Tintin is well depicted and his features as well as his actions correctly are the calm eye around which the storm of other characters rages. Haddock is well done too, but I can say little more about that without some pain: for me, to animate him is comparable to portraying Allah, not because it’s heretical but because it’s impossible. Haddock is Hergé's Mr Micawber, who, as GK Chesterton once wrote, “... is not a man; he is a superman. We can only walk round and round Micawber wondering what we shall say.” Like him, I’ve been walking round and round Haddock for years wondering what I shall say and I still haven’t got it, so part of me is a bit upset that Spielberg and Jackson should even try to make him real, let alone make it public, and in 3D too. But that’s me. I tend to hold the same view about Basil Fawlty, so ignore me. I'll just point out that Haddock was - no is - English, not Scottish and that his first name, Archibald, to which we are treated too soon, was revealed only in the last completed book ‘Tintin and the Picaros’, and as a joke seemingly at Haddock’s expense, which was a bit unfair as it was Tintin who was getting Hergé down by then. No, Haddock's first name is Captain.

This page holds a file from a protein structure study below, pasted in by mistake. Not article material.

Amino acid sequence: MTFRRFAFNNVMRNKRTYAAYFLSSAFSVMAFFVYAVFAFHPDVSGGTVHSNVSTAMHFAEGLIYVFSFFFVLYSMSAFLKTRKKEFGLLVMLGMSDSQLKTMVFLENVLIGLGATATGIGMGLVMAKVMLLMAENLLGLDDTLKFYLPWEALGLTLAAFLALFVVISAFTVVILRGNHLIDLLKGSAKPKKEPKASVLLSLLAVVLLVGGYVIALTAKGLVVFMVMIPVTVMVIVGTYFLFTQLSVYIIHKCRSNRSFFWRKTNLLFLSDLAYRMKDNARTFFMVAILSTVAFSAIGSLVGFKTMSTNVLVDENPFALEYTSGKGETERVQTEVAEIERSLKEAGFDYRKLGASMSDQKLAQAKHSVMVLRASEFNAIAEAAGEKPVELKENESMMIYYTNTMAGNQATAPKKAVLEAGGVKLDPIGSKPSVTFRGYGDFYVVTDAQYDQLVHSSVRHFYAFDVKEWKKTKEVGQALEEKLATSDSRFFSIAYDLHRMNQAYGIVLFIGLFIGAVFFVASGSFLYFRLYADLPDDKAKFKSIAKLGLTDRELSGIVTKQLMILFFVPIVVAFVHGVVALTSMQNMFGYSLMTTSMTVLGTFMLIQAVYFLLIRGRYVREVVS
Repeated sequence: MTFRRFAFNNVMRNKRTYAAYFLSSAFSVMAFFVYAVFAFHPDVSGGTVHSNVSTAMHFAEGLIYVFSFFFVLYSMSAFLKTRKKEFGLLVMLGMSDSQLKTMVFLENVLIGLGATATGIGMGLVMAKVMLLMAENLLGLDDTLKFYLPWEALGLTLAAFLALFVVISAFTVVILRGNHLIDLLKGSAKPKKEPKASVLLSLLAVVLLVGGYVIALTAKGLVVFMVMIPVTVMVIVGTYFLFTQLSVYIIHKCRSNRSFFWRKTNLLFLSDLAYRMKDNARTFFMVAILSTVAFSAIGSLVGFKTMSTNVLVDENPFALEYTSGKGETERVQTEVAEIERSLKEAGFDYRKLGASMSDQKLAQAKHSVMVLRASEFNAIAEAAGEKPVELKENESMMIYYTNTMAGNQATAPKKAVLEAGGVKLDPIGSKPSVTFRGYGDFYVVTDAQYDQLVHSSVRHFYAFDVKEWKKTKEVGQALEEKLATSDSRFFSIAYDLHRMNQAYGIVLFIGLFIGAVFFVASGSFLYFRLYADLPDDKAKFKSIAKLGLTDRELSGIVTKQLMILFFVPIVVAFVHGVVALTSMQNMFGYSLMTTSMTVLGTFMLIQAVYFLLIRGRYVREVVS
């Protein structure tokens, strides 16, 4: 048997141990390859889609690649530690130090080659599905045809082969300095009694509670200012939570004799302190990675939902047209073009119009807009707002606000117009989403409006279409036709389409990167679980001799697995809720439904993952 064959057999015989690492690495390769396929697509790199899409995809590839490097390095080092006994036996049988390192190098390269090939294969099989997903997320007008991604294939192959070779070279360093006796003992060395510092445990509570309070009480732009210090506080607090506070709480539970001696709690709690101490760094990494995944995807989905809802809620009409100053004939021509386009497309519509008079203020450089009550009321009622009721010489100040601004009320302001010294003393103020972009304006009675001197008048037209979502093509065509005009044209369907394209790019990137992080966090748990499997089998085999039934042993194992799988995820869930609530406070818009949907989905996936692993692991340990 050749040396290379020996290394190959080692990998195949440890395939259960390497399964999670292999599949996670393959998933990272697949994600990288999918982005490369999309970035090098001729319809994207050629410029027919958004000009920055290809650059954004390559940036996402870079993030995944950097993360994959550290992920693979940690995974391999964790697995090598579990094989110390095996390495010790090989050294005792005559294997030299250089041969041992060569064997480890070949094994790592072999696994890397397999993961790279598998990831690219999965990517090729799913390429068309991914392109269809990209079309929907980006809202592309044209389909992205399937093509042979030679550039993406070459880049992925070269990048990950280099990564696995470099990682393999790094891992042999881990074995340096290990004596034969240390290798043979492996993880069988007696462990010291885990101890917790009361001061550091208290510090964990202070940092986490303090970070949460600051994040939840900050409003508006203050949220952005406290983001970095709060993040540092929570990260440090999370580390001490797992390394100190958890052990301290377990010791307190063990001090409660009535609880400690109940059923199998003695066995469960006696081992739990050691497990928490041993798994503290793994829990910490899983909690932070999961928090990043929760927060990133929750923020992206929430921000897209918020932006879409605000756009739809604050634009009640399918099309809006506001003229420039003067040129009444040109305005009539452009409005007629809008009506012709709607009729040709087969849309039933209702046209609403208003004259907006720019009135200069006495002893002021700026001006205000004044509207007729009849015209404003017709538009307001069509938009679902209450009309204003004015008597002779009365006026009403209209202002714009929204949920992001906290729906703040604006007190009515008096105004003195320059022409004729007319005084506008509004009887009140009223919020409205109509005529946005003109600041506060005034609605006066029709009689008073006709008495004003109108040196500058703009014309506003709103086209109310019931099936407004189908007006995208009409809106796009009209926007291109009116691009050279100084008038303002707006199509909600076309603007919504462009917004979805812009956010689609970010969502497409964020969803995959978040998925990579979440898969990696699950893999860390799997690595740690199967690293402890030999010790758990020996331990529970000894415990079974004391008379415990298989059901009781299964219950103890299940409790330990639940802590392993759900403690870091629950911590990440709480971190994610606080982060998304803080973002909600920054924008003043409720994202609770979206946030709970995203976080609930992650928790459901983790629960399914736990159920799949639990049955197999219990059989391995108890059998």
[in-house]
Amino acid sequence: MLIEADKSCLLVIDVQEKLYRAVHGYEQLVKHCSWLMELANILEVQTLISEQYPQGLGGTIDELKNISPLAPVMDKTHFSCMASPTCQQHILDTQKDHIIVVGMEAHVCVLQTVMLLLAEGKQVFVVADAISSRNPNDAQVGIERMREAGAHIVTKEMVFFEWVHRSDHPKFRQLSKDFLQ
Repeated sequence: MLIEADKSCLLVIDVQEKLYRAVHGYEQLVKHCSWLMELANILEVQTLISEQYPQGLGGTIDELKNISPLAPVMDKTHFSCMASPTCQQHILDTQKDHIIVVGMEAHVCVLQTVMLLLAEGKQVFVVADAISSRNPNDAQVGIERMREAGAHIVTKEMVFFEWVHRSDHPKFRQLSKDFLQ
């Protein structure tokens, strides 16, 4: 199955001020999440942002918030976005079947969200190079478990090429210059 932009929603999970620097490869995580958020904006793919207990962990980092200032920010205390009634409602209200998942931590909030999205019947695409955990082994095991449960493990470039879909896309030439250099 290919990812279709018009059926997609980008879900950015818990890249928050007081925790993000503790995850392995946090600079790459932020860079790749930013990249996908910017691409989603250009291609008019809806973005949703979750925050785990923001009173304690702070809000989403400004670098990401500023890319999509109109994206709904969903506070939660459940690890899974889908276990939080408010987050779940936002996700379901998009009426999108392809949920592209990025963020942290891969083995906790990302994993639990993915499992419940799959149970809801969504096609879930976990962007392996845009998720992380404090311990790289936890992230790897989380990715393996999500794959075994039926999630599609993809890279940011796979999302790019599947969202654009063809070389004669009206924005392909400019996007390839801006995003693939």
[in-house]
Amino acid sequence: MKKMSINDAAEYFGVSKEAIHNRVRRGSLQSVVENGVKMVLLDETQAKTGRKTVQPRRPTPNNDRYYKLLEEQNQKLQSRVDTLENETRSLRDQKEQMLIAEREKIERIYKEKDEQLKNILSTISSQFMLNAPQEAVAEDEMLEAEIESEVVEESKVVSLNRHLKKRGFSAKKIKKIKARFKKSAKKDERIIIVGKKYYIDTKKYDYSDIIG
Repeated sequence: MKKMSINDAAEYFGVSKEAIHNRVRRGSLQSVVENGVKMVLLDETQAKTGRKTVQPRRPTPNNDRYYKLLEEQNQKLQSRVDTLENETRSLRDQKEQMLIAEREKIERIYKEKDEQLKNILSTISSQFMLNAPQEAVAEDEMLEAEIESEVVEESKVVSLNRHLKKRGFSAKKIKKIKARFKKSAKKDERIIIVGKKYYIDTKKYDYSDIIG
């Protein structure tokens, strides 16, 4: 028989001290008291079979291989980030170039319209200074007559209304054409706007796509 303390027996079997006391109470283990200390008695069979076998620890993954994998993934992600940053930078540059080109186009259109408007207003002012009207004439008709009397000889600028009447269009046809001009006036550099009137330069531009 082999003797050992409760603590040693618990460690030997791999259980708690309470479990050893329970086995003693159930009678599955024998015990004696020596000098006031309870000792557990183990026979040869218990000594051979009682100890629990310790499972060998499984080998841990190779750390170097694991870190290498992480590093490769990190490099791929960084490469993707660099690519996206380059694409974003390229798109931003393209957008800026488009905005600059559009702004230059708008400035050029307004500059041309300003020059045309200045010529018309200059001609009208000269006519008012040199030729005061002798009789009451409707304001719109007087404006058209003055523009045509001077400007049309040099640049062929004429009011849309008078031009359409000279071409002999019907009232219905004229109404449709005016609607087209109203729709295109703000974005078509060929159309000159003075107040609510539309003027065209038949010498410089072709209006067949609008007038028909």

With regard to plot and the other characters, while the reconstituted story holds together well in its own terms, the film does commit some ingenious white-collar crimes (that is to say they'll probably go unpunished), and not simply because of its clever dovetailing of the two books. In the original ‘Secret of the Unicorn’ Sakharine is a red herring not a criminal mastermind. The Bird brothers, who don’t appear in the film and who occupy a fully functioning Marlinspike Hall, are the crooks seeking to match up the three scrolls of parchment hidden in the three replica ships which together are the key to the location of the original Unicorn’s treasure. The Thompsons are good, although their heads are perhaps a bit big and they didn't seem to be taking the business of cocking everything up seriously enough. The operatic diva Bianca Castafiore - somewhat blandly rendered, I thought, or did I expect more from her because I find her cartoon original sexy now that I’ve grown up? - appears in neither book, but is here the unwitting stooge whose high Cs are the only weapon that can break the bullet-proof glass behind which Omar ben Salaad has locked away the last replica ship that Sakharine covets. (Here, oddly, Haddock is seen to fancy Castafiore, a woman whom in the books he spends almost every waking hour trying to avoid.) Ben Salaad, who is the leader of a gang of opium runners in ‘The Crab with the Golden Claws’, is just a rich Moroccan with a taste for opera and show. Allan, the scheming gangster who starts life as the drunken Haddock’s first mate aboard the ‘Karaboudjan’, on which the drugs are being smuggled, is well characterised but less powerful and forceful than he comes across in the books.